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Work Hard, Not Smart

Work Hard, Not Smart by Alexis Paige

Blurb:
At the ripe age of forty, when Alexis Paige was finally diagnosed with ADHD—Inattentive Type, she rolled her eyes even before the doctor could finish spelling out her new marching orders: The goal now, he said, is to learn how to work smart, not hard.

But that doesn’t sound like any fun, she said. She was going to have to do this, too—ironically, inexplicably, comically—as she did everything else, the hard way.

Part memoir, part craft guide, Work Hard, Not Smart, shows how Alexis lives her messy literary life. She invites you to step into her mismatched shoes. And if you do, you’ll find the writing companion you’ve been looking for.

Thoughts:
Page has written a witty and insightful craft book. It tells you that not all writing runs according to schedules or deadlines. It is a testament to how messy life can be, how far thoughts can wander, and how fleeting success and contentment are. In short, it shows that writing is complicated.

She uses examples from her life to discuss

  • learning and teaching writing
  • navigating the murky waters of writing for a diverse audience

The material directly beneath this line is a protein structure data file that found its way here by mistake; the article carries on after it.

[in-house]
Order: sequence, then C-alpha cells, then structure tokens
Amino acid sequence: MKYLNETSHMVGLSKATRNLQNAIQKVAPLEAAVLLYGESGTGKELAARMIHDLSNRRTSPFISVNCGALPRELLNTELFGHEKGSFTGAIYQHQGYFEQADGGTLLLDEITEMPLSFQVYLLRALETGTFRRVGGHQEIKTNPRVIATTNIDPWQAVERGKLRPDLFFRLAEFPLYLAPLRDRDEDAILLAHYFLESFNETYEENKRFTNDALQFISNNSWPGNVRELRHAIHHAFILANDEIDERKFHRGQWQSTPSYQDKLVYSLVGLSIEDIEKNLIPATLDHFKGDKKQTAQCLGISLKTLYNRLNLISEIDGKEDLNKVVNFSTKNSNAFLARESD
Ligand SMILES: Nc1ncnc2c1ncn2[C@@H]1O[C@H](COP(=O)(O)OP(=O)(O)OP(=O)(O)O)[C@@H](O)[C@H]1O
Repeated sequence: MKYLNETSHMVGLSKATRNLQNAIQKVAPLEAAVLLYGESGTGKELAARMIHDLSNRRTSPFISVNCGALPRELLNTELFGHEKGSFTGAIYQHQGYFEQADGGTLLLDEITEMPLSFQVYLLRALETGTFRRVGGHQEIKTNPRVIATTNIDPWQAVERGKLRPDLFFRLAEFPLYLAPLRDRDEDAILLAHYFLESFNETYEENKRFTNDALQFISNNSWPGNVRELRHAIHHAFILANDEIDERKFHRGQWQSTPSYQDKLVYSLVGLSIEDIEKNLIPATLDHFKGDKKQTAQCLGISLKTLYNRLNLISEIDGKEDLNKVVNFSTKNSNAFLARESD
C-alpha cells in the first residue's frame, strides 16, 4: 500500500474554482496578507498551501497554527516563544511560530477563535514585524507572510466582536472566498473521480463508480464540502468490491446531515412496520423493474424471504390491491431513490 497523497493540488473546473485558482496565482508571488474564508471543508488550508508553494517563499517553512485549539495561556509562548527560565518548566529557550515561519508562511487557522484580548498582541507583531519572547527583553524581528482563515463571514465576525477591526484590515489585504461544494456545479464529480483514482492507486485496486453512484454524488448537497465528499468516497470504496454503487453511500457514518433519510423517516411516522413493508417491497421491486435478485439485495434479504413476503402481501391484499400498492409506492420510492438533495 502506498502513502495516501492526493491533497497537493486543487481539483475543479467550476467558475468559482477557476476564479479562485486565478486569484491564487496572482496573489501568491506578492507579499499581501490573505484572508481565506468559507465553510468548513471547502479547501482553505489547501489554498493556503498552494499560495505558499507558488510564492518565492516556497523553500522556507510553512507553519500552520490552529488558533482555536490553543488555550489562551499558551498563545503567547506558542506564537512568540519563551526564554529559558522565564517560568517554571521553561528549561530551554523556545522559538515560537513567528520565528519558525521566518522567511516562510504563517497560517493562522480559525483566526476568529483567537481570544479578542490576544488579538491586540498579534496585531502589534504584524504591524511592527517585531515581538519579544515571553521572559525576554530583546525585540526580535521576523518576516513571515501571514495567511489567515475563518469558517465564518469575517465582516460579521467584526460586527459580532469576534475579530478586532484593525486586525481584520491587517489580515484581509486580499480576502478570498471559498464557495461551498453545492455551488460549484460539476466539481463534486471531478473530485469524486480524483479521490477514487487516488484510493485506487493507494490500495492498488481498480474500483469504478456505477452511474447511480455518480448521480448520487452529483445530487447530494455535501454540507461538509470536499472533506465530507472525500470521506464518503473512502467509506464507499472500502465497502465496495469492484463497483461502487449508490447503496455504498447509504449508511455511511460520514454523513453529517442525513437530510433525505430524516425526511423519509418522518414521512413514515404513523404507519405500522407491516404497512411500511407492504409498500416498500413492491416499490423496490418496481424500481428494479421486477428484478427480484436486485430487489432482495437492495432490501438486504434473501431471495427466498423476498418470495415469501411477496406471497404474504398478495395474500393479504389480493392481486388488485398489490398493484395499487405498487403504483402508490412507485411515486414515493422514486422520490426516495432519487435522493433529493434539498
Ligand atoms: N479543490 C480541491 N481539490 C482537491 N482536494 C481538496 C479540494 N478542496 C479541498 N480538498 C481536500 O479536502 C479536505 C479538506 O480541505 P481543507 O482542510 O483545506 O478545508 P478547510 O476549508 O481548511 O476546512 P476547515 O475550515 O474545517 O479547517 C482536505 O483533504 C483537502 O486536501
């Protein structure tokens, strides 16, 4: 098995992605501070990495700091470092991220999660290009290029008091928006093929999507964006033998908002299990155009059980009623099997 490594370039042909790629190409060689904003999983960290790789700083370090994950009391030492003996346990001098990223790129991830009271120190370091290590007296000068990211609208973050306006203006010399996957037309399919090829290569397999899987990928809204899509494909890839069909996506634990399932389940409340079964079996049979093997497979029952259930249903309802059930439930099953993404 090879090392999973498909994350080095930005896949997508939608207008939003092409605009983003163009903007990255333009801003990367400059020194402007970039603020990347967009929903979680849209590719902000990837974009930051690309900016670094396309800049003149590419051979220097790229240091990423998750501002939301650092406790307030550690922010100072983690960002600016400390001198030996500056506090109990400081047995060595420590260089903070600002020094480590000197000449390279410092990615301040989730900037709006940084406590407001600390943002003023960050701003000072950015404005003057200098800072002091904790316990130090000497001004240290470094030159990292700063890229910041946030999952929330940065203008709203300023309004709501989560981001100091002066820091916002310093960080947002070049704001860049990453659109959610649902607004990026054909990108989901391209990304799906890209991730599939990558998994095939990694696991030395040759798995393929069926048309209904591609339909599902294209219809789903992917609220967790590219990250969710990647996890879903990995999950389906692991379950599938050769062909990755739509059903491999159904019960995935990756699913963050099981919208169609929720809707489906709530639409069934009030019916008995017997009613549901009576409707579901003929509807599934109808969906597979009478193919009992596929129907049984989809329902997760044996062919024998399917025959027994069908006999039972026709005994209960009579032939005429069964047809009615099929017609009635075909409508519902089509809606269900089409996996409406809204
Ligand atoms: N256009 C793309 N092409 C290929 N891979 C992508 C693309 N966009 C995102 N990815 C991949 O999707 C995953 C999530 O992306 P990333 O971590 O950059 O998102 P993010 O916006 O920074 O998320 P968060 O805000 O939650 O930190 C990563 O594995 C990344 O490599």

• dealing with incarceration, assault, rejection, and impostor syndrome
  • writing the story despite (or because of) all the problems and obstacles in your path

Although the blurb says part memoir, part craft guide, in many places it reads like a thesis on other people’s essays and books. The book is full of thoughts that go off tangent and confuse you until they are herded back in to be connected somehow. Page also uses complicated words and jargon, which prompts you to leave the book and search for them.

Having said that, I loved the book. I may read it again.

Note: I received an advance review copy from BookSirens for free, and I am leaving this review voluntarily.

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